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Ancestral Lands
Wilma Mankiller

Community and Land

Well, I think the way we've always thought of ourselves, from the distant past even to today, is that we've thought of ourselves as tribal people. And as people who are interdependent and who are connected. And one of the things that we understand to be part of who we are is our responsibility to one another. And our willingness to share things with one another. And part of that is our understanding that the use of the land is for everybody and for everything. And so until the beginning of the twentieth century, we Cherokee people held our land in common just as we held our other resources in common and we were very community-oriented, very centered around place.

For example, we had one ceremony in the distant past, one ancient ceremony, in which each year after a number of dances and ceremonies, an all-night ceremony, a central fire would be built in the middle of a village, a special place. And all of the families would put out the fires in their homes, any fire they had in their home for cooking or any other fire, and they would go to the central fire and light a fire from the central fire and take it back and light their fires in their homes. This was a community, a place. So place was very important to people. And the idea that you could take a commonly owned place, a community, and parcel out pieces of that and sell it off into individual ownership and break up the community was devastating to our people. Many of our people maintained up until the beginning of the twentieth century that concept of land ownership and as a part of that responsibility to one another and a sense of community. So it wasn't just about the land. I don't think that many of our indigenous cultures can survive without land. And be viable living cultures. But it wasn't just about land. It was about community. And about our understanding that everything was for everyone. Basically that no one should live better than other people; that the land was owned by everybody. Or not even owned, was used by everybody.

It's an unanswered question because it's an ongoing debate in our communities today. And even at the beginning of the twenty-first century, some people who are more tradition-minded Cherokee people who had a meeting this weekend to talk about building H.U.D. homes on tribal-owned trust land. They know that they'll never have ownership of the homes. It's not as if you and I would go out and get a mortgage and make your payments, then you'll eventually own the home. They know they'll never own the homes. The land is owned by the tribe. And so these people are people who still think that's okay. It doesn't matter. You have a place to live.

Spirits of Life

When I've talked with some people, they talk about being concerned about their relatives, for example. They're not just talking about their human relatives, they're talking about everything, you know, everything that's alive, because they're related. And among our people, most of our clans are named after animals. The people's clans are named after animals. And among the Cherokee, one of the clans, I think, it's the bear clan; there's a story that some of the people went to become bears. So there's a very close relationship among some of the tribes there. Many of the tribes, I think their tribes are named after animals as a direct association and so people will say I'm from the deer clan, I'm from the bird clan, I'm from the wolf clan. I'm not sure that I can even articulate it. But it's a way of thinking and a way of viewing things in the world and in the universe that's more heartfelt and it's a closer, more emotional feeling than the kind of intellectual things that environmentalists talk about. They intellectualize it and that sort of thing, but if you can talk to some older native people and some of the women I've talked to, they make every environmentalist I've ever talked to sound like they're full of nonsense.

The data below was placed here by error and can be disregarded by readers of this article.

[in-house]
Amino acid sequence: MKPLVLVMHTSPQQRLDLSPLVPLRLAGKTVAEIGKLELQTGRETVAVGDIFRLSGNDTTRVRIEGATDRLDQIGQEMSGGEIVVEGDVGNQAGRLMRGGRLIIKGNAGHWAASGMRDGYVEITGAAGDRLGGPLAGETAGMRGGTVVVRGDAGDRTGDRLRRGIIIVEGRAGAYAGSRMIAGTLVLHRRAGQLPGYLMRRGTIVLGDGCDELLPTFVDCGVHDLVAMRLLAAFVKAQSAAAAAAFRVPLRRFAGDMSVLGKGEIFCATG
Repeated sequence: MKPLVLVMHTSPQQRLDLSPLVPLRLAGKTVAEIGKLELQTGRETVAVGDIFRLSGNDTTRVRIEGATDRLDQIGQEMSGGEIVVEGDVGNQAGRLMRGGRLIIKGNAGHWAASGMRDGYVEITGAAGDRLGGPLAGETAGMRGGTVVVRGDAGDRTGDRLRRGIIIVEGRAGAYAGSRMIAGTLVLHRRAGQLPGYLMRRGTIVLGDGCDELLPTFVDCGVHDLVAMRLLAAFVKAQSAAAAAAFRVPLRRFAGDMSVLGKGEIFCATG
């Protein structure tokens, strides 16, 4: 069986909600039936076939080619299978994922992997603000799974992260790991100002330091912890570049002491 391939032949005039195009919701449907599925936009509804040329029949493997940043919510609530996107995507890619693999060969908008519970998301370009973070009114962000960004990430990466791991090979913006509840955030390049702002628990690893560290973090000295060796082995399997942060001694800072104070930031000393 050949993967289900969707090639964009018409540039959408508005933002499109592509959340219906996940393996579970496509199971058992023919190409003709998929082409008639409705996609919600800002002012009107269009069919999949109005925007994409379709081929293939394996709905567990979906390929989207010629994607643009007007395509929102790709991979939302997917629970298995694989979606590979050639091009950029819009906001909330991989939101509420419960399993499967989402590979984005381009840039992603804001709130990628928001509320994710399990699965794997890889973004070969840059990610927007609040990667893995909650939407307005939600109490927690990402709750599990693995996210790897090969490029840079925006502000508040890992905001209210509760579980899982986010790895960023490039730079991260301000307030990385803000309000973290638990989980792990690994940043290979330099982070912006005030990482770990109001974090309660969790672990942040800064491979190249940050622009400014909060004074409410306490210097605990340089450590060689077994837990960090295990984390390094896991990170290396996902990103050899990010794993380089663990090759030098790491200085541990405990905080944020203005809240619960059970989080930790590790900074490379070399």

These people live, you know, live with everything in the world. They realize that some plants were gifts of nature to heal, you know, for medicine, and they realize that everything is living in balance and that if you take something out of its context, it changes the nature of everything and so it's a very, very different way of looking at things. So it's a very different way of looking at the environment even. It's not the environment, it's not separate from one's self or one's life. And a lot of the tribes have stories of relationships to the stars; they have very beautiful stories about water and the use of water for healing and medicine and fire, and use of fire and smoke for healing and renewal and a lot of things like that, so it's not separate. It's not separate. It's the same relationship you would have with a brother, a sister, an uncle or an aunt, or something like that. That's the way I see the difference. I'm sure somebody else would have a different view.

We Can't Live Without the Earth